It’s easy to understand why so many people want to escape their standard office jobs, the ones with florescent lights, a pitiful excuse for coffee, and a despicable open floor plan. According to the online employment site FlexJobs, telecommuting has grown 103 percent since 2005, with 3 percent of the workforce in the United States working at home at least part time. The practice grew 7 percent in 2014 alone. It’s also something workers desperately want; Global Workplace Analytics cites a poll of 1,500 technology professionals that revealed 37 percent of employees would take a 10 percent pay cut if they could work from home.
If you’re self-employed, you’re even more likely to run your business from a home office. About 22 percent of consultants and other business owners work from home.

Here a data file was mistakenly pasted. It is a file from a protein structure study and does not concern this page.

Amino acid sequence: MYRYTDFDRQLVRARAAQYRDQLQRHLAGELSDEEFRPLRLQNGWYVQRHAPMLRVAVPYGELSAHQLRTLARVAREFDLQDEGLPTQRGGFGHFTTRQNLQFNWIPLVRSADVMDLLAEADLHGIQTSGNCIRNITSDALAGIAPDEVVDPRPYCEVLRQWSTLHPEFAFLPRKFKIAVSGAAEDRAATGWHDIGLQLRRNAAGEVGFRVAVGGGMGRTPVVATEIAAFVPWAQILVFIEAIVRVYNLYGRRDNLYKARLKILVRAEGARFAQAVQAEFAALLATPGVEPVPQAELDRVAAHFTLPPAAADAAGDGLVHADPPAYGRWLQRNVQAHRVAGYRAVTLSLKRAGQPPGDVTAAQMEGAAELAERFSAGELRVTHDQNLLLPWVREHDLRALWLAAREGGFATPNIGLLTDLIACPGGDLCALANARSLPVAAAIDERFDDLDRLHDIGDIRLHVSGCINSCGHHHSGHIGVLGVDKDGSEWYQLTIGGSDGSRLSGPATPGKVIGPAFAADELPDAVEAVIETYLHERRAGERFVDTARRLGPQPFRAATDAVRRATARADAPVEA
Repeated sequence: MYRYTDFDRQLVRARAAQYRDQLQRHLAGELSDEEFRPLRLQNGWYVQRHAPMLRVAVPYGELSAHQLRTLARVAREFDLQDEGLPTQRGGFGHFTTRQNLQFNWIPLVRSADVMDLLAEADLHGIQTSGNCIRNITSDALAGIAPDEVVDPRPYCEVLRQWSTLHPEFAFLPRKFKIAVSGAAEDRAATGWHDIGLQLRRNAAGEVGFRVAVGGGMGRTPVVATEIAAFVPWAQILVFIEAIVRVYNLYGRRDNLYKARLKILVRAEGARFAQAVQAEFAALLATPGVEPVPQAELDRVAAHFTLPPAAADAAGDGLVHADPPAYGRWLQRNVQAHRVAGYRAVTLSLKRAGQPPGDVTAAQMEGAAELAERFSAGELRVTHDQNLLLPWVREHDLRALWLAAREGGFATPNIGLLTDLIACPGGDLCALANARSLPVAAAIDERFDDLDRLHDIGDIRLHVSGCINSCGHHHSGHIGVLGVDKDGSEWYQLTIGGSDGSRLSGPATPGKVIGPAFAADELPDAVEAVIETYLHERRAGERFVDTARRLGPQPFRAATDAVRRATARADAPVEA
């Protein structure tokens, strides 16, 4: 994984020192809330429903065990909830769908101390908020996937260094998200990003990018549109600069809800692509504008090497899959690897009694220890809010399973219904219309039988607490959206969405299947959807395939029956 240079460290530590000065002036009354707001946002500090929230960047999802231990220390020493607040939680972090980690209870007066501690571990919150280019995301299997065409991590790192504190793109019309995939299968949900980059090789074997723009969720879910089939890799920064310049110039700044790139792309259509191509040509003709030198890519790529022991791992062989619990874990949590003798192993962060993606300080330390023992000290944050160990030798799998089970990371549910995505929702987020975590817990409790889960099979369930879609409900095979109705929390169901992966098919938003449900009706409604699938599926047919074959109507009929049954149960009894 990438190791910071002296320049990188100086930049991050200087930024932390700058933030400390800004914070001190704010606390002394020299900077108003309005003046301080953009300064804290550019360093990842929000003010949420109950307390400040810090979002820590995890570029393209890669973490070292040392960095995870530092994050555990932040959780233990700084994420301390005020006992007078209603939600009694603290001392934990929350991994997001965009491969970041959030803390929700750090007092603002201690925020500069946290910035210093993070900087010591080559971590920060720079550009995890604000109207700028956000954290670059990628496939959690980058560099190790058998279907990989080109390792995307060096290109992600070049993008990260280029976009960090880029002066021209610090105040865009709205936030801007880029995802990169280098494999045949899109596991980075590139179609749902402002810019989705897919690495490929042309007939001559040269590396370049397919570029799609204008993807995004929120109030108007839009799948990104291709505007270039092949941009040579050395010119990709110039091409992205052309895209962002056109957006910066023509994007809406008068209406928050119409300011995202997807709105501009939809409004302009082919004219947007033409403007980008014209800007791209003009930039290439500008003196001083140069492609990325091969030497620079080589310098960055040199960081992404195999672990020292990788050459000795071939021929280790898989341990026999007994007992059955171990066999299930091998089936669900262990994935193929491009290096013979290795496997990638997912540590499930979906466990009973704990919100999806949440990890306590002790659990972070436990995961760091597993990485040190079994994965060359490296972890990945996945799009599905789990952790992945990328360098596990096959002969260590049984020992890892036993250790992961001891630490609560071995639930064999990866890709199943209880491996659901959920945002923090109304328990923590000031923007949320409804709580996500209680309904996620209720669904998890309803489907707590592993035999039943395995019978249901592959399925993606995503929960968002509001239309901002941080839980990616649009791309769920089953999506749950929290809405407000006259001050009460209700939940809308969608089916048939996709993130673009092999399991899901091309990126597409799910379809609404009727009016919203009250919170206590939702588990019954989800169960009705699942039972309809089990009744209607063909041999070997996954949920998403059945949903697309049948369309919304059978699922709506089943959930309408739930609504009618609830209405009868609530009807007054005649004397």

The remote work benefits are considerable for individuals and employers, and for many people they far outweigh the disadvantages.
Among the advantages are the following:
The result? Better work/life balance and more employee loyalty, which reduces staff attrition.
The trust and freedom that come with remote work is a significant advantage to your company, says David Haney, engineering manager at Stack Overflow, an all-remote-employee company. “It allows you to source the global pool of talent rather than just those near your office. This in turn can increase diversity, which leads to better products and happier people.”
But the process doesn’t always come easily. Successful telecommuting requires good communication skills, trust among colleagues, and shared dedication to accomplishing the team’s goals. In this report, we’re transparent about the challenges, and we show you how to address each of them.